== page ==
Twisted Threads patterns

Twisted Threads is a web-based application for designing, weaving and sharing tablet weaving patterns. Please let me know if you have problems using it or suggestions to improve it.

Twisted Threads tablet weaving app

The interactive weaving chart makes it easier to follow complicated patterns by highlighting the row you are currently weaving.

You can design your own patterns by setting up the tablets and simulating weaving, or by drawing charts freehand; it's free to use but you will need to create an account and log in. Twisted Threads follows the pattern notation system introduced by the amazing book Applesies and Fox Noses by Maikki Karisto and Mervi Pasanen. TWT additionally supports brocade and warp-faced tabby structures.

This page gives links to some Twisted Threads patterns that you may find useful. Some of these patterns are also described in pdf articles that you can find on my page Patterns from the Past.

Simple Warp-twined Patterns

A warp-twined band has the classic tablet-woven structure, most suitable for weaving diagonal lines. The easiest patterns are woven by turning all tablets together, either forwards or backwards. By turning tablets in different directions you can weave an endless variety of designs - here are a few to get you started.

Ram's Horns

Ram's Horns

Difficulty: easy

Number of pattern tablets: 18

An elegant pattern from 19th century Anatolia, used here as a lanyard for a key fob.

Pattern for Rams Horns

Narrow Mammen Motif

Narrow Mammen Motif

Difficulty: medium

Number of pattern tablets: 10

The motif is adapted from a narrow brocaded band from the Viking Age found in Denmark. Leaving one hole in each tablet unthreaded produces an attractive texture on the surface of the band. For a fuller description read

Pattern for Narrow Mammen Motif

Key Motif

Key Motif

Difficulty: medium

Number of pattern tablets: 10

The motif is not copied from any specific historic band but is generally Viking in style, being a geometric design of diagonal lines. Leaving one hole in each tablet unthreaded produces an attractive texture on the surface of the band.

Pattern for Key Motif

3/1 Broken Twill Patterns

3/1 broken twill is one of the more sophisticated tablet weaving techniques, a double-faced method in which each tablet is threaded light/light/dark/dark and then turned forwards twice, backwards twice to maintain a single colour as the ground weave. The tablets are offset to create a dense fabric with a diagonal texture. Motifs are made by turning individual tablets to exchange background and foreground colours. It's complicated to weave because tablets must be turned individually, but the following patterns are not too hard if you follow the chart carefully.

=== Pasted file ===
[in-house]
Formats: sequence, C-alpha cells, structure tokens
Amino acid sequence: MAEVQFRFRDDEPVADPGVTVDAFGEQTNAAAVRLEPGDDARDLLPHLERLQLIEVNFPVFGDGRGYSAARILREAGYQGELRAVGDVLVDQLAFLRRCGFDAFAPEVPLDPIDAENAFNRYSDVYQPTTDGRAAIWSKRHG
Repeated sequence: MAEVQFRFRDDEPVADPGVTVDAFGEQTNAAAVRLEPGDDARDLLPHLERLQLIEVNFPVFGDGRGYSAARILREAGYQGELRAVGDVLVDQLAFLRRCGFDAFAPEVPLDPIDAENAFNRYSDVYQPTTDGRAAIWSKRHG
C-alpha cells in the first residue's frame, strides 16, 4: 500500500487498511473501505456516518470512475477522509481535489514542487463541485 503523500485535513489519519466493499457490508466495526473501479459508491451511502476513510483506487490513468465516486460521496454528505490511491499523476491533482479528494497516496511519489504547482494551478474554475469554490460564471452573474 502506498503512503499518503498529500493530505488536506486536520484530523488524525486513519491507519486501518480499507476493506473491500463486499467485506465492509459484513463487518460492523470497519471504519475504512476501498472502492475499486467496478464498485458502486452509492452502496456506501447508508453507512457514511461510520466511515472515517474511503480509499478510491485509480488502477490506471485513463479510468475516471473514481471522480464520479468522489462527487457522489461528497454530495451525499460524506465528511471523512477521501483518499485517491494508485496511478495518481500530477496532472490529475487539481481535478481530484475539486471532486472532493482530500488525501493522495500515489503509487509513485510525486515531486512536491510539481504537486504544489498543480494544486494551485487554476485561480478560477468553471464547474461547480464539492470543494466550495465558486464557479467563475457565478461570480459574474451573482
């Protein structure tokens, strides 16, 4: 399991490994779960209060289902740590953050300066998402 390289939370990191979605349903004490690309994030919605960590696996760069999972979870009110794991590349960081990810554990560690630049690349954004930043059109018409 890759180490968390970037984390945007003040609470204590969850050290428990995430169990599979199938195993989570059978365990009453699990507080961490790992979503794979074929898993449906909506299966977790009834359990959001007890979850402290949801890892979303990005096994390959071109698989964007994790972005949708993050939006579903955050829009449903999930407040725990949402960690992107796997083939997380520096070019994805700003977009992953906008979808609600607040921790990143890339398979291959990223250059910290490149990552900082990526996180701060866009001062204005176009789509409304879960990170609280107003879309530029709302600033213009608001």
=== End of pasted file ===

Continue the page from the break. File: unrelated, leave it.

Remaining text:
Below are two variations on simple repeating diamonds. Weaving these has helped me to understand the basic elements of the technique - how to weave the background twill, how to change colours and how to use floats to change the twill direction. Although the final bands look almost the same as each other, there are differences in texture.

I used Guntram's Tablet Weaving Thingy (GTT) to design these patterns, because it has a very good visual designer for 3/1 broken twill. The GTT file can then be imported into Twisted Threads for easy weaving and sharing. I hope to add a visual 3/1 twill designer to TWT in future, but at present this process works well for me and I'm very grateful to Guntram. As I'm using a Linux box, I run GTT under Wine.

Diamond - no long floats

Diamonds with constant background twill

Difficulty: medium

Number of pattern tablets: 19

The colour changes along the diagonal edges of the diamonds make the background twill change direction.

Pattern for Diamond - no long floats

Diamond - constant twill

Diamonds with constant background twill

Difficulty: medium

Number of pattern tablets: 19

Long floats are used to keep the background twill direction constant across the band.

Pattern for Diamond - constant twill

Warp-faced Tabby Patterns

This unusual structure is known from an early Anglo-Saxon fragment found at Laceby, Lincolnshire, dated to about 600 AD, and also from the relics of St Cuthbert, probably woven in the early tenth century AD. Only two holes of each tablet are used, with two threads in each, and the tablets are turned alternately forwards and backwards with the pattern being made by manually picking up threads. A wide range of motifs can be woven, but bands have very long warp floats at the back. The following patterns can all be woven on six pattern tablets.

For a full description of the technique, see http://www.shelaghlewins.com/tablet_weaving/Laceby/Laceby.pdf.

Laceby

Laceby warp faced tabby

Difficulty: medium

Number of pattern tablets: 6

The pattern from the Laceby early Anglo-Saxon band as described by Grace Crowfoot.

Pattern for Laceby

Laceby variation

Laceby warp faced tabby variation

Difficulty: medium

Number of pattern tablets: 6

A variation on the Laceby early Anglo-Saxon band which is consistent with Crowfoot's account.

Pattern for Laceby variation

Maaseik Leaves

Maaseik leaves motif in Laceby technique

Difficulty: medium

Number of pattern tablets: 6

A leaf motif from the tablet-woven border of the Maaseik embroideries woven in the Laceby technique.

Pattern for Maaseik Leaves

Maaseik Hearts

Maaseik hearts motif in Laceby technique

Difficulty: medium

Number of pattern tablets: 6

A heart motif from the tablet-woven border of the Maaseik embroideries woven in the Laceby technique.

Pattern for Maaseik Hearts